A Journey to the Interior of the Earth HTML version
My uncle shot a triumphant glance at me.
"Now for the crater!" he cried.
The crater of Snaefell resembled an inverted cone, the openingof which might be half a
league in diameter. Its depth appeared to be about two thousand feet. Imagine the aspect
of such a reservoir, brim full and running over with liquid fire amid the rolling thunder.
The bottom of the funnel was about 250 feet in circuit, so that the gentle slope allowed its
lower brim to be reached without much difficulty. Involuntarily I compared the whole
crater to an enormous erected mortar, and the comparison put me in a terrible fright.
"What madness," I thought, "to go down into a mortar, perhaps a loaded mortar, to be
shot up into the air at a moment's notice!"
But I did not try to back out of it. Hans with perfect coolness resumed the lead, and I
followed him without a word.
In order to facilitate the descent, Hans wound his way down the cone by a spiral path.
Our route lay amidst eruptive rocks, some of which, shaken out of their loosened beds,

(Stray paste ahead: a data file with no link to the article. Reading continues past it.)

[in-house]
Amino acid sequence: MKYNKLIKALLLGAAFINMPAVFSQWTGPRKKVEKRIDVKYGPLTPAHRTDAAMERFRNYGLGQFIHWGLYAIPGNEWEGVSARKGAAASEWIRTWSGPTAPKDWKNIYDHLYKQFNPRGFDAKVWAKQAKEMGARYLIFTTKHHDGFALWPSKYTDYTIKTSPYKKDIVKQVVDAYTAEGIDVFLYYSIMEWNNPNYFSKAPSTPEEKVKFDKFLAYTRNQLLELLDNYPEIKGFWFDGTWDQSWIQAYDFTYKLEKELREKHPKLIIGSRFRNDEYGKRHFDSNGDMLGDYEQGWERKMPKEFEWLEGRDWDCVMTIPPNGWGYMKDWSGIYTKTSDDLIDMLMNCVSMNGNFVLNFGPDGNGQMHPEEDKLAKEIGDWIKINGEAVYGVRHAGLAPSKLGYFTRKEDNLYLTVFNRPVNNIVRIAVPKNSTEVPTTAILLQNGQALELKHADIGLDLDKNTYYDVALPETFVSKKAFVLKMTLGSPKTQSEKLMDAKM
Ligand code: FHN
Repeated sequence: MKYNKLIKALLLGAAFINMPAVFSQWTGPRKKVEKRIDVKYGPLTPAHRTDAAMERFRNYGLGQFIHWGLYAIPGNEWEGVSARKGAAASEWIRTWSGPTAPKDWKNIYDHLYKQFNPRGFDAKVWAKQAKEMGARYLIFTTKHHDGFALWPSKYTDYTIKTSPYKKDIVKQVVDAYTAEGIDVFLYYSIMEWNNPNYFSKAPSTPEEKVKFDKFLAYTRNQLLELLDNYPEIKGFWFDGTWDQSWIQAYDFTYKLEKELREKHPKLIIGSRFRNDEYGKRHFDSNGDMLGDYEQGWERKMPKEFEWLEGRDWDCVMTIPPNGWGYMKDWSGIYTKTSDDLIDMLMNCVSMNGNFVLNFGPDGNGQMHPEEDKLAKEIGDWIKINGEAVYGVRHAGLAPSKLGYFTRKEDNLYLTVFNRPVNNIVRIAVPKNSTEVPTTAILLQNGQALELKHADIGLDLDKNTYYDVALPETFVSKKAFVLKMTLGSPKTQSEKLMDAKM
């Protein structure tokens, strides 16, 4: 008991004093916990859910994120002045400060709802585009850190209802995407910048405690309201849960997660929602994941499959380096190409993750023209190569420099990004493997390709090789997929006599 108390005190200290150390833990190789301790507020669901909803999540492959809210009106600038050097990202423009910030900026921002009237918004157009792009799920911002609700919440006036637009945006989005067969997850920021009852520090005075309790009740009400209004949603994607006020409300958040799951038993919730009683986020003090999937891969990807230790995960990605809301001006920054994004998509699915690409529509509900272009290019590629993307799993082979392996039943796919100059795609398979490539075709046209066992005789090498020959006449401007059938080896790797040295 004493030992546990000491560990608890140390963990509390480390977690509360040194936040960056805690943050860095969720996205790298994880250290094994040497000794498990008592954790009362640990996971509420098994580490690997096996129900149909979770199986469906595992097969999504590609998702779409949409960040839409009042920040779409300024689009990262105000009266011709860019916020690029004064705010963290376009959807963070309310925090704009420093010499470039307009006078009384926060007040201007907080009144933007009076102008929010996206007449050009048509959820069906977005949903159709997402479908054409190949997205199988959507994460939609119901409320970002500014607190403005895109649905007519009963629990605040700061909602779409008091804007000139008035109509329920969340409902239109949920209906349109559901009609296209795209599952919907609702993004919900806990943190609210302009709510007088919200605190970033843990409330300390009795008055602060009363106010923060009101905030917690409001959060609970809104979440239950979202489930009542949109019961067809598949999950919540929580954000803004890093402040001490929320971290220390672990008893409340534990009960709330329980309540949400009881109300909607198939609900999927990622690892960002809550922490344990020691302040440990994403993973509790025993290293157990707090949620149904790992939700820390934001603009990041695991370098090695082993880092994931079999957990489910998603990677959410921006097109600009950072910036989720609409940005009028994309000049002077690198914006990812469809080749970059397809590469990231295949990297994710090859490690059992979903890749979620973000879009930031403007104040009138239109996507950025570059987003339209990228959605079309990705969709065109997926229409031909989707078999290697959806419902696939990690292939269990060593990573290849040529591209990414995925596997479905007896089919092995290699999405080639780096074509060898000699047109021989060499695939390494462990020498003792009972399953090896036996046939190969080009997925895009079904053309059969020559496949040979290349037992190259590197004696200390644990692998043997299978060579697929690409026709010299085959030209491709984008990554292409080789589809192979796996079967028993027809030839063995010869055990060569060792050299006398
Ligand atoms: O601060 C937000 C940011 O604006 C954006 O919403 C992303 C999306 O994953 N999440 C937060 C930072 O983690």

rushed bounding down the abyss, and in their fall awoke echoes remarkable for their loud
and well-defined sharpness.
In certain parts of the cone there were glaciers. Here Hans advanced only with extreme
precaution, sounding his way with his iron-pointed pole, to discover any crevasses in it.
At particularly dubious passages we were obliged to connect ourselves with each other by
a long cord, in order that any man who missed his footing might be held up by his
companions. This solid formation was prudent, but did not remove all danger.
Yet, notwithstanding the difficulties of the descent, down steeps unknown to the guide,
the journey was accomplished without accidents, except the loss of a coil of rope, which
escaped from the hands of an Icelander, and took the shortest way to the bottom of the
abyss. At mid-day we arrived. I raised my head and saw straight above me the upper
aperture of the cone, framing a bit of sky of very small circumference, but almost
perfectly round. Just upon the edge appeared the snowy peak of Saris, standing out sharp
and clear against endless space.
At the bottom of the crater were three chimneys, through which, in its eruptions, Snaefell
had driven forth fire and lava from its central furnace. Each of these chimneys was a
hundred feet in diameter. They gaped before us right in our path. I had not the courage to
look down either of them. But Professor Liedenbrock had hastily surveyed all three; he
was panting, running from one to the other, gesticulating, and uttering incoherent
expressions. Hans and his comrades, seated upon loose lava rocks, looked at him with
asmuch wonder as they knew how to express, and perhaps taking him for an escaped